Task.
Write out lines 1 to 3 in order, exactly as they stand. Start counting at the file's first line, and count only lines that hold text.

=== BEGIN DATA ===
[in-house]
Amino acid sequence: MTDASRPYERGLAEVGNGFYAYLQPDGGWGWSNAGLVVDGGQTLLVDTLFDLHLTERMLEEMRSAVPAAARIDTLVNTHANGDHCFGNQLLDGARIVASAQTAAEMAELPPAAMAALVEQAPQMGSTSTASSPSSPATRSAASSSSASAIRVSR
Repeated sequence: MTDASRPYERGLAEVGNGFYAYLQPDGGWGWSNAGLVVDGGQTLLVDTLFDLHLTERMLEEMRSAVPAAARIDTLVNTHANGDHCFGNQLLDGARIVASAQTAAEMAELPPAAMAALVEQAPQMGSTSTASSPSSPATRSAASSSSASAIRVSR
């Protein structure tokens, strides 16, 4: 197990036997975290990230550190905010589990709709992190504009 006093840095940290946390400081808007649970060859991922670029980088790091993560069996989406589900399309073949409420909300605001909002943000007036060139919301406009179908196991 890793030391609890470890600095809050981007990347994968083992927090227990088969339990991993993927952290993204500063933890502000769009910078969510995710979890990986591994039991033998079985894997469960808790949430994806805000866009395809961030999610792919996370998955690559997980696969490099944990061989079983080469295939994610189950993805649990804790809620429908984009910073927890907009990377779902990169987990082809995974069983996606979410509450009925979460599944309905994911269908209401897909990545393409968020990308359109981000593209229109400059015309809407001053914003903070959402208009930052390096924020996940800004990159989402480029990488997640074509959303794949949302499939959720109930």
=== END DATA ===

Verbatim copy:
[in-house]
Amino acid sequence: MTDASRPYERGLAEVGNGFYAYLQPDGGWGWSNAGLVVDGGQTLLVDTLFDLHLTERMLEEMRSAVPAAARIDTLVNTHANGDHCFGNQLLDGARIVASAQTAAEMAELPPAAMAALVEQAPQMGSTSTASSPSSPATRSAASSSSASAIRVSR
Repeated sequence: MTDASRPYERGLAEVGNGFYAYLQPDGGWGWSNAGLVVDGGQTLLVDTLFDLHLTERMLEEMRSAVPAAARIDTLVNTHANGDHCFGNQLLDGARIVASAQTAAEMAELPPAAMAALVEQAPQMGSTSTASSPSSPATRSAASSSSASAIRVSR